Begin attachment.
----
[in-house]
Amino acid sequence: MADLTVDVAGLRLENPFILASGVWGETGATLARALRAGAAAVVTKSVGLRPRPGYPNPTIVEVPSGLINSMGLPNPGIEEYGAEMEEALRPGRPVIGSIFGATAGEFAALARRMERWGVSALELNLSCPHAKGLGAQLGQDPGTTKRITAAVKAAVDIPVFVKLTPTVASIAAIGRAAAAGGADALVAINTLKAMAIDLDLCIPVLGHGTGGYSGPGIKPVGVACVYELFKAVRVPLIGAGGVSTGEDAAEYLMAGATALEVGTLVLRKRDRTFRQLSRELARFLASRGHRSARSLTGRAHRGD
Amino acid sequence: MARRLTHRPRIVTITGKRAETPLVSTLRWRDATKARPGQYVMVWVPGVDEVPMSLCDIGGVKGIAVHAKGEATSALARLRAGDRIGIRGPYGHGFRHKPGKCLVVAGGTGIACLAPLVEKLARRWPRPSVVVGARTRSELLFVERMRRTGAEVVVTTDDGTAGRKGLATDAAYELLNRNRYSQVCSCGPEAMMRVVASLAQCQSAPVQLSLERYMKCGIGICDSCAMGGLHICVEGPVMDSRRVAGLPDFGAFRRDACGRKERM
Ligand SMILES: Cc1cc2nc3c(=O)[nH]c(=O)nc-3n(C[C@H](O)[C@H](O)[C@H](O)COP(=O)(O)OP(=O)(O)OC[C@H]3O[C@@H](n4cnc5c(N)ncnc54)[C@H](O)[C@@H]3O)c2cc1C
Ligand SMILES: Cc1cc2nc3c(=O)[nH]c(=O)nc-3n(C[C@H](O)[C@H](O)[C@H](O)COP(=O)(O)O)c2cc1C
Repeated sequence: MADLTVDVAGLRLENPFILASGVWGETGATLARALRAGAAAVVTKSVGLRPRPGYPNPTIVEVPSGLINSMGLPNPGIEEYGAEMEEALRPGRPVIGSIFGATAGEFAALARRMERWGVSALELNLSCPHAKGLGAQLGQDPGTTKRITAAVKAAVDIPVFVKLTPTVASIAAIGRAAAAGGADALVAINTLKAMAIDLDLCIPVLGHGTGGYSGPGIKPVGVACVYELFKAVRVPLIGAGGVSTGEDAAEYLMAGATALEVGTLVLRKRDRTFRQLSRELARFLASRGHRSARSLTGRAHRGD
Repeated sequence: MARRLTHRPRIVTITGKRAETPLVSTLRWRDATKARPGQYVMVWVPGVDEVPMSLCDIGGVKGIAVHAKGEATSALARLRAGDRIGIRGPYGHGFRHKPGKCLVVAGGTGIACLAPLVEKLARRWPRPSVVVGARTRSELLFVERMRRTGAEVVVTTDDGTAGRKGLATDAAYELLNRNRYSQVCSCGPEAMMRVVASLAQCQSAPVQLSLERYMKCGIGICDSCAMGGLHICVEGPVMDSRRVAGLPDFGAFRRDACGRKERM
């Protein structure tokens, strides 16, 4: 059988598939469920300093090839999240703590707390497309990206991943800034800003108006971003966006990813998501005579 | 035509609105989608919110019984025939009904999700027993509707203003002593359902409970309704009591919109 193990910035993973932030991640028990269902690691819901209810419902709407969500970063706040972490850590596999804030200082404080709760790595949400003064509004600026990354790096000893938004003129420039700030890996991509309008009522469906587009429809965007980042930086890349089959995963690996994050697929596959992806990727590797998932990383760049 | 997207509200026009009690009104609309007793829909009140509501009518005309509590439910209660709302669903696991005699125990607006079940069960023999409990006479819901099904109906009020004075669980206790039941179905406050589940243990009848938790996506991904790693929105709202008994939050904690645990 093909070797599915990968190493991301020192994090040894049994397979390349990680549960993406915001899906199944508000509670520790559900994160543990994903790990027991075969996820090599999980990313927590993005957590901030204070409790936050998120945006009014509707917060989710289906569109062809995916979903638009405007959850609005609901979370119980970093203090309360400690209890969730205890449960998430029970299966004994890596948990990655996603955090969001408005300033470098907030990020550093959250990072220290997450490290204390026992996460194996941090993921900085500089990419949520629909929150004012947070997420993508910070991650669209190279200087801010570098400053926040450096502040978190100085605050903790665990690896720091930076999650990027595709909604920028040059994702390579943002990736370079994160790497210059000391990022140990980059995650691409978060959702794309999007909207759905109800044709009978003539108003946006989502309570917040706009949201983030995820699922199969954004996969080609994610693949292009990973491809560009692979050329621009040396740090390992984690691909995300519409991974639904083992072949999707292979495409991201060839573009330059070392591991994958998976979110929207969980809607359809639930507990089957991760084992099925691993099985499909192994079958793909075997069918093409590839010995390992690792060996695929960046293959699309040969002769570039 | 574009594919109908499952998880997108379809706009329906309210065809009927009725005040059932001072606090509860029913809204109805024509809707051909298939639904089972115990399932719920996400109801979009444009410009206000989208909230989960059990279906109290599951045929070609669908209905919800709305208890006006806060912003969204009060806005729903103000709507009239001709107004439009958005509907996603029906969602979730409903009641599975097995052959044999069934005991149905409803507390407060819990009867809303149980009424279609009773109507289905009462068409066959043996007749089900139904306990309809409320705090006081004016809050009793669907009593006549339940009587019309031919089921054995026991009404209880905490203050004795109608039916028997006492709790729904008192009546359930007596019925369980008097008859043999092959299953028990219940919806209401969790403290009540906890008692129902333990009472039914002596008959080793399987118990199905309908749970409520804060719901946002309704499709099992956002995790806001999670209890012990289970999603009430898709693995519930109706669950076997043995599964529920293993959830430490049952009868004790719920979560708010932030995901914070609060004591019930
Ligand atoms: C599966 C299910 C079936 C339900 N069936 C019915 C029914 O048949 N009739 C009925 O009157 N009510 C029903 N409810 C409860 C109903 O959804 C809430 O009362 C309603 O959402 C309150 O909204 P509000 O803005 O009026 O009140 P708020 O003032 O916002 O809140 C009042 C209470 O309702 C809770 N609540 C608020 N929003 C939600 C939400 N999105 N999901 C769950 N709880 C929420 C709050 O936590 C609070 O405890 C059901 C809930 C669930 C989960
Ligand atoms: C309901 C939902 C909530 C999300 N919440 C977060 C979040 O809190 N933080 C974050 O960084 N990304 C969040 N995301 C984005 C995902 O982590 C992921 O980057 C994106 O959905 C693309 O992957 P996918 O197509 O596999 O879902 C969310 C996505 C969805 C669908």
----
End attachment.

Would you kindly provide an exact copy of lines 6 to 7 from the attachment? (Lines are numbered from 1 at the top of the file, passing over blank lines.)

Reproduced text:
Repeated sequence: MADLTVDVAGLRLENPFILASGVWGETGATLARALRAGAAAVVTKSVGLRPRPGYPNPTIVEVPSGLINSMGLPNPGIEEYGAEMEEALRPGRPVIGSIFGATAGEFAALARRMERWGVSALELNLSCPHAKGLGAQLGQDPGTTKRITAAVKAAVDIPVFVKLTPTVASIAAIGRAAAAGGADALVAINTLKAMAIDLDLCIPVLGHGTGGYSGPGIKPVGVACVYELFKAVRVPLIGAGGVSTGEDAAEYLMAGATALEVGTLVLRKRDRTFRQLSRELARFLASRGHRSARSLTGRAHRGD
Repeated sequence: MARRLTHRPRIVTITGKRAETPLVSTLRWRDATKARPGQYVMVWVPGVDEVPMSLCDIGGVKGIAVHAKGEATSALARLRAGDRIGIRGPYGHGFRHKPGKCLVVAGGTGIACLAPLVEKLARRWPRPSVVVGARTRSELLFVERMRRTGAEVVVTTDDGTAGRKGLATDAAYELLNRNRYSQVCSCGPEAMMRVVASLAQCQSAPVQLSLERYMKCGIGICDSCAMGGLHICVEGPVMDSRRVAGLPDFGAFRRDACGRKERM